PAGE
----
[1] is a food rescue initiative whereby produce is rescued from backyards and shared between homeowners, volunteers who pick and local community food programmes.

{a nicer – edited! – version of this article appeared in the Dec14 Manna Matters newsletter.  Go straight to the source and find out more about Household Covenants at the Manna Gum website}

Other Lives


The day before yesterday I sat in the NZ Poetry section of Arty Bees and there were lots of titles I didn’t have a chance to peek into and I thought I’d jot down some of the titles of books I didn’t get to read and use them as a springboard for my own imagination to follow the pathway of poems unread…

Have a crack at using the title of one of these books to write a poem or short story of your own!

Here’s my effort sitting on a park bench in the sunshine round Oriental Parade…

Other Lives

A pigeon and I shared morning tea,
coconut rough and brine of the sea
our feet rest on yellowed moss over stony cement
I think he talked, or perhaps I dreamt
“See these clouds, this sky, the fountain,
the roads, the houses and there a mountain…
these are connected but you cannot see
these must co-exist in harmony
you affect I and I affect you
in the ways that we go and the things that we do
some have plenty and some not a lot,
it seems that we ought to share what we’ve got.
It is clear as the water, firm as the ground
certain as sunrise, at least, I have found.”
“But pigeon,” I ask, “What can we do?”
“Next time,” he answered, “you might buy two…”

Talitha Fraser

The Southerly


black front
enters from the south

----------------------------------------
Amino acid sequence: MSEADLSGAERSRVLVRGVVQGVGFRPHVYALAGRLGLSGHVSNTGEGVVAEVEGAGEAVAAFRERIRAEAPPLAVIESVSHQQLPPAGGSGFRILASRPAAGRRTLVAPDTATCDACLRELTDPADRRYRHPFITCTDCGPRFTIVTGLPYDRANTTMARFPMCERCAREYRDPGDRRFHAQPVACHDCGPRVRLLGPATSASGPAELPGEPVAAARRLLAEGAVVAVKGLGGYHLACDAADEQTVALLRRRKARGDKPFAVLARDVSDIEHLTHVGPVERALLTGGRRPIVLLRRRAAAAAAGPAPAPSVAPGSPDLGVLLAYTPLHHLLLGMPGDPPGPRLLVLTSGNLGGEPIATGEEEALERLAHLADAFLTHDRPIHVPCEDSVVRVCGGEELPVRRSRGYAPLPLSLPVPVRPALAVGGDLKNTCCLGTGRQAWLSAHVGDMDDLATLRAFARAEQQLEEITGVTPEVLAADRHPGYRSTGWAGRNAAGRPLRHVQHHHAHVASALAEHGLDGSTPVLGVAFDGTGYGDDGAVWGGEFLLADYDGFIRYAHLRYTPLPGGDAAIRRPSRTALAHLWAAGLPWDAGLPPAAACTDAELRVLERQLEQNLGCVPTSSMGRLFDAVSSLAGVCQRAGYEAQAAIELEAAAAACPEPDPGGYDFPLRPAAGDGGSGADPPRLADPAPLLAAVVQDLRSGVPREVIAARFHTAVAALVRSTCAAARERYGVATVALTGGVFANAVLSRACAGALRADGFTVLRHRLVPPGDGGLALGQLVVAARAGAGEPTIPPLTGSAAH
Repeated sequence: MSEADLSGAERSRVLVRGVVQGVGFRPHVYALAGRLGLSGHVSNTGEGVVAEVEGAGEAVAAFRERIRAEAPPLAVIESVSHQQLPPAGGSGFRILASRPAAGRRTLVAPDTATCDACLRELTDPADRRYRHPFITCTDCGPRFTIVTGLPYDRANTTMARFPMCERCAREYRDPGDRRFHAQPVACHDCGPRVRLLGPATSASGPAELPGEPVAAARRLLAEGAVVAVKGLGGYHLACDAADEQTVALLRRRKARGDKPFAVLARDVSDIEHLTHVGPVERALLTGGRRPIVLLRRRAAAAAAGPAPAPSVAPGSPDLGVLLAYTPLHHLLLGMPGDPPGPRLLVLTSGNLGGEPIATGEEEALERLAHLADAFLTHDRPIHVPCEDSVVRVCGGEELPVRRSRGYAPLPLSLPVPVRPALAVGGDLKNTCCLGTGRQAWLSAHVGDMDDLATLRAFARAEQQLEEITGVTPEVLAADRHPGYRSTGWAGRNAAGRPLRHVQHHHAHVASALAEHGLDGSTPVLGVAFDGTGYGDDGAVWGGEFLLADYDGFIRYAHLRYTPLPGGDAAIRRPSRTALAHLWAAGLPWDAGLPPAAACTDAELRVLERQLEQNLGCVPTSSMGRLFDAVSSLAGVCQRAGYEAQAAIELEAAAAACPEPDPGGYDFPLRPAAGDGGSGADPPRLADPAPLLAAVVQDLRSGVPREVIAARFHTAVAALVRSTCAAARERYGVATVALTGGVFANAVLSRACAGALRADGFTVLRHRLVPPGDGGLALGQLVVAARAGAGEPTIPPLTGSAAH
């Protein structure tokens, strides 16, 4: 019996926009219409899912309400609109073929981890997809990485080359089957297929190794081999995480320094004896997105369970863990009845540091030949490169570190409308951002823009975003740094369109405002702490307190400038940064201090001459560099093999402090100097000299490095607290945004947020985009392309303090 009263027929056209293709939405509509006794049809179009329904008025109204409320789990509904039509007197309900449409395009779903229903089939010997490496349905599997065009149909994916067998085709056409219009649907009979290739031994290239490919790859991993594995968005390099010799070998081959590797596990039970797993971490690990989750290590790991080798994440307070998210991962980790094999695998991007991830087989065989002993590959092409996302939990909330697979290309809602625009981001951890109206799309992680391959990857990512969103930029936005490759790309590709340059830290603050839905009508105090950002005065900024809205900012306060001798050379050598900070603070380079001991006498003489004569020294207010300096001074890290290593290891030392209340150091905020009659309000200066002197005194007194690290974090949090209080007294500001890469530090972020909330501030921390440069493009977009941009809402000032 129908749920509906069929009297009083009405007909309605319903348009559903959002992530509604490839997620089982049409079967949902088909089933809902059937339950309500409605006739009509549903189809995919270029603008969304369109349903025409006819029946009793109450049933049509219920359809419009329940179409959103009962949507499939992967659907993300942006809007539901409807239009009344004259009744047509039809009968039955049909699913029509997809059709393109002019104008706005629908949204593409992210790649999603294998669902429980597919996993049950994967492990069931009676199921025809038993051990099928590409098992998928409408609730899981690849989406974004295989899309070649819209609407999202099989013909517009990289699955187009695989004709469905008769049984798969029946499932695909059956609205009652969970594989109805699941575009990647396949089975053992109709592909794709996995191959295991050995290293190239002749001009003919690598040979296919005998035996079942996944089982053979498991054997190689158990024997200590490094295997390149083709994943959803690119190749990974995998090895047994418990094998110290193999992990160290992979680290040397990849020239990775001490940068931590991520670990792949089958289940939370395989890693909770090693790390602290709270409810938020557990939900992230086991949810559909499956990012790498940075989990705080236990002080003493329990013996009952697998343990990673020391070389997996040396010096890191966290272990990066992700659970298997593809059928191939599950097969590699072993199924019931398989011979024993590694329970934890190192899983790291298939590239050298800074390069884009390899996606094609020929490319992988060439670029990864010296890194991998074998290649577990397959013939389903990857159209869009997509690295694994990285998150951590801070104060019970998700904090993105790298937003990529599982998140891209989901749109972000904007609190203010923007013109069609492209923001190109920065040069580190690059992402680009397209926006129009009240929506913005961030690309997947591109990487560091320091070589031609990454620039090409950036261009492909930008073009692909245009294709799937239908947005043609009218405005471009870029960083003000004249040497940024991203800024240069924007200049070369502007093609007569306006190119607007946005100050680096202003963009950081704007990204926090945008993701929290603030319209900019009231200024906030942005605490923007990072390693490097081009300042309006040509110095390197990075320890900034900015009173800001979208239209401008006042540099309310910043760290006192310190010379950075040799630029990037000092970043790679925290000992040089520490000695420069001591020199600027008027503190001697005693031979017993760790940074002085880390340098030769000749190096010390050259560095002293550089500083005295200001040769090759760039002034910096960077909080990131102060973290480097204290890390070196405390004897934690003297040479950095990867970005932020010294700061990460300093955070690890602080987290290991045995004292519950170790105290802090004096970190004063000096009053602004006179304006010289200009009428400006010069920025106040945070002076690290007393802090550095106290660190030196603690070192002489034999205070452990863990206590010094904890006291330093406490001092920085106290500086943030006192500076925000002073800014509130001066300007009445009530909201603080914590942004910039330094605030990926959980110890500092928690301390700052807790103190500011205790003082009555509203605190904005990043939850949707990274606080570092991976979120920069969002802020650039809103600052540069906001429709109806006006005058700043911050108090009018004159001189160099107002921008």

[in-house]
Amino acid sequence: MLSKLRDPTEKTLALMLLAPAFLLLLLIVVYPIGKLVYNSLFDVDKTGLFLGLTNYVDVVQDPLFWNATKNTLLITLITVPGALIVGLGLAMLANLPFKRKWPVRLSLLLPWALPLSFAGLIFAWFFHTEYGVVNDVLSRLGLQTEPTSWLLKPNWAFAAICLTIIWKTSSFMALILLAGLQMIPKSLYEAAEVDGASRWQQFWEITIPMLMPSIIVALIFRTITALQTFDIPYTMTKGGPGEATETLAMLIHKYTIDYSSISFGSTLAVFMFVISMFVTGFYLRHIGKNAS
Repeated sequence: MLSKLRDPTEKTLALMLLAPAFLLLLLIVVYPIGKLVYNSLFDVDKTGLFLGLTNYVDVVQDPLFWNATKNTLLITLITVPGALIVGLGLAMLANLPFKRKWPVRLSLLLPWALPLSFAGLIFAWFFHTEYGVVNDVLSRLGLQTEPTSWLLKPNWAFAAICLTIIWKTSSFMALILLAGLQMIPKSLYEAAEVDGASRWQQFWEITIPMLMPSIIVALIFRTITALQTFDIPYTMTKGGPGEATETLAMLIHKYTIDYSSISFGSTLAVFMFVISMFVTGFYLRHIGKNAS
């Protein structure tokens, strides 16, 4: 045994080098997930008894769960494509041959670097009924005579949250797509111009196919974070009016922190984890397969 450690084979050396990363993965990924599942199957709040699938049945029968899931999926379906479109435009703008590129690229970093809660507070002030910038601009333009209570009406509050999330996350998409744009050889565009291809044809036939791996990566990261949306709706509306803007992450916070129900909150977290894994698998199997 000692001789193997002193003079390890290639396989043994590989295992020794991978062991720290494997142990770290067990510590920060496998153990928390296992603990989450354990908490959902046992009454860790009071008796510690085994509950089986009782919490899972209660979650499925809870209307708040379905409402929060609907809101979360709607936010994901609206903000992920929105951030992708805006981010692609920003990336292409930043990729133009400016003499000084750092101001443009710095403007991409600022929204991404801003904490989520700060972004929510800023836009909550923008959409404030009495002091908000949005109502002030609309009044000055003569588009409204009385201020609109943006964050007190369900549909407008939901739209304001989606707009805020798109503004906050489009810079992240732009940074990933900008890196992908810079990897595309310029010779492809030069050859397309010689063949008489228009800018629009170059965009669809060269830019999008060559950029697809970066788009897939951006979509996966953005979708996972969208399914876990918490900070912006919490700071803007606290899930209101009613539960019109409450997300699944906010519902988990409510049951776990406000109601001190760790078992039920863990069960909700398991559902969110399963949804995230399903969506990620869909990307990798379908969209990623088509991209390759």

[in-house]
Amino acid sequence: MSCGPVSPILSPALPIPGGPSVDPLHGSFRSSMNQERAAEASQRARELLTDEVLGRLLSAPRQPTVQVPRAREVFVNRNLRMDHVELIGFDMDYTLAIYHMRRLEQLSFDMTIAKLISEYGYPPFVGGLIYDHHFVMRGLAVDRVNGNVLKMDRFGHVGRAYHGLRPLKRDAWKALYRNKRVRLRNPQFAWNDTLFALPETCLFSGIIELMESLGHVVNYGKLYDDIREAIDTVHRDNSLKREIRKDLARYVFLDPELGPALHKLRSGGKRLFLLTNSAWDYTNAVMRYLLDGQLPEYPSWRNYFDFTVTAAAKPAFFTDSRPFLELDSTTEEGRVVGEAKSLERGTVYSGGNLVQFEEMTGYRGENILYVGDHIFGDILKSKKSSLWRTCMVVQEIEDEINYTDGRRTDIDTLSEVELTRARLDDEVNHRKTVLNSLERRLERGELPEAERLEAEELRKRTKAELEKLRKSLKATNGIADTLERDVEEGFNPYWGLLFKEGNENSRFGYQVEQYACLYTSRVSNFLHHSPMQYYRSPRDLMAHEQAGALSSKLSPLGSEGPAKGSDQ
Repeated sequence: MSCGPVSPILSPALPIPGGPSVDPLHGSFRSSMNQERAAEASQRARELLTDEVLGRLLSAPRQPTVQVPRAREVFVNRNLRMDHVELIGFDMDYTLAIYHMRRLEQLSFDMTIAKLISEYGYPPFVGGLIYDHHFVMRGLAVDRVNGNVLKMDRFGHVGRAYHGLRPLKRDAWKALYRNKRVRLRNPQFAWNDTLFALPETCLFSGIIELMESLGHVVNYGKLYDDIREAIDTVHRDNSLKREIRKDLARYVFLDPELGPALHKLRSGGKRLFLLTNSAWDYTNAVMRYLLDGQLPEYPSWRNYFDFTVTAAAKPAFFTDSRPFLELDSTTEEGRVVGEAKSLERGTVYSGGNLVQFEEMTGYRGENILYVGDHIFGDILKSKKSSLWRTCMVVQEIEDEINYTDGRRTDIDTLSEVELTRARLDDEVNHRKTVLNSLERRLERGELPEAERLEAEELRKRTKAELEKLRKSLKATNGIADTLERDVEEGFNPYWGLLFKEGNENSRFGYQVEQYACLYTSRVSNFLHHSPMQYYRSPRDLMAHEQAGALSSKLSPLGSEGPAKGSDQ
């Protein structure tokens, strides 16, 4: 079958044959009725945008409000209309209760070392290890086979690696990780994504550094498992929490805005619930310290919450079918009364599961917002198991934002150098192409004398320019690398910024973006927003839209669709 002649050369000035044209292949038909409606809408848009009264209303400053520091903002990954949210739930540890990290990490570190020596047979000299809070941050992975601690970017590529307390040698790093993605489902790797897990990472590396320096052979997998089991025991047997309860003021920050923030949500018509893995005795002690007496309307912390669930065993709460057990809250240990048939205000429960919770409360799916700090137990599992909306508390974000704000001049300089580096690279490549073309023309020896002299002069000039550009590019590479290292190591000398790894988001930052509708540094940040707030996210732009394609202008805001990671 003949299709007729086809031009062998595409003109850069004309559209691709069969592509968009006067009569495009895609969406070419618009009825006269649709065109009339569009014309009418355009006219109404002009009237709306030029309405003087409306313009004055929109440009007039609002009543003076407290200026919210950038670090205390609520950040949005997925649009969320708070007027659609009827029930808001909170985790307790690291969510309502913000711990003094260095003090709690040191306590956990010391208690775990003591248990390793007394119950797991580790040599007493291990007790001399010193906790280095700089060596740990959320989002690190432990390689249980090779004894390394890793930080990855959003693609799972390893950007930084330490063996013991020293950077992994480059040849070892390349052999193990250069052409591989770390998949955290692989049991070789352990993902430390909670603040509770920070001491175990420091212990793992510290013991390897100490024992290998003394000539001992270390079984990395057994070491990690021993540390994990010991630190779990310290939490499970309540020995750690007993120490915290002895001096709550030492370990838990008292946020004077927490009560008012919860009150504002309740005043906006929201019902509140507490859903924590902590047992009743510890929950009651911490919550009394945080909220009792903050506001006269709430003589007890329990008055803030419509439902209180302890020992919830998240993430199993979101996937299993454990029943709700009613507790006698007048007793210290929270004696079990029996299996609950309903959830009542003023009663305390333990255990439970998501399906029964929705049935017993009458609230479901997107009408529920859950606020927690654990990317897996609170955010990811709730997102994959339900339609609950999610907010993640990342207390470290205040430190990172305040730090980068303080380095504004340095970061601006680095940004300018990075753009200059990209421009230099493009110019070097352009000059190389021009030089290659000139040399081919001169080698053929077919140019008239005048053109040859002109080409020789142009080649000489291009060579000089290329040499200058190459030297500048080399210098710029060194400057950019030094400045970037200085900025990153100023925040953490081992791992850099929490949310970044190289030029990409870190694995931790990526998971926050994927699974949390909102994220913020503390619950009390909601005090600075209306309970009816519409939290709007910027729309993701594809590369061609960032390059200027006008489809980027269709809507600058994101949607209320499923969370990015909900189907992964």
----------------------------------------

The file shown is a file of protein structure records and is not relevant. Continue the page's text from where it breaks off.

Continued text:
invading blue-white sky
a deep inhalation of raw wind
outlines the ribcage with pain
as it scourges clean
all in its path

Talitha Fraser

010Some things… you try and catch a photo of, and you can’t.

You fiddle with the settings, try different angles, to flash or not to flash… and eventually you realise that the moment you are trying to capture, the feelings/sensations you want to remember cannot be caught by a digital imitation.

There is a sacred quiet here in the graveyard.

Birds calling to one another, the rhythmic hum of motorway traffic and constructive sounds of industry form a backdrop to the peace in this place.

The headstones tilt at varying angles nestled in between trees and ferns, some messy and cracked, some maintained and others washed smoothly illegible by the rains of time.

I am somehow nestled in too here in the grass at the edge. I understand my place in the order of things and perhaps glimpse the rest that will one day be mine.

There is no striving in this place.
Striving is meaningless.
Here, for a moment, I am content to be.

Little black robins dart among the meadow daisies sun-blushed pink tips.


Sustainability in Practice

“When one tugs at a single thing in nature, he finds it attached to the rest of the world.” (John Muir, 1838-1914)

Definition of sustainability as meeting “the needs of the present without compromising the ability of future generations to meet their own needs” (Brundtland Commission, officially WECD 1983-1987)


  1. Parts
  2. Connections
  3. Functions/Purpose
  4. A boundary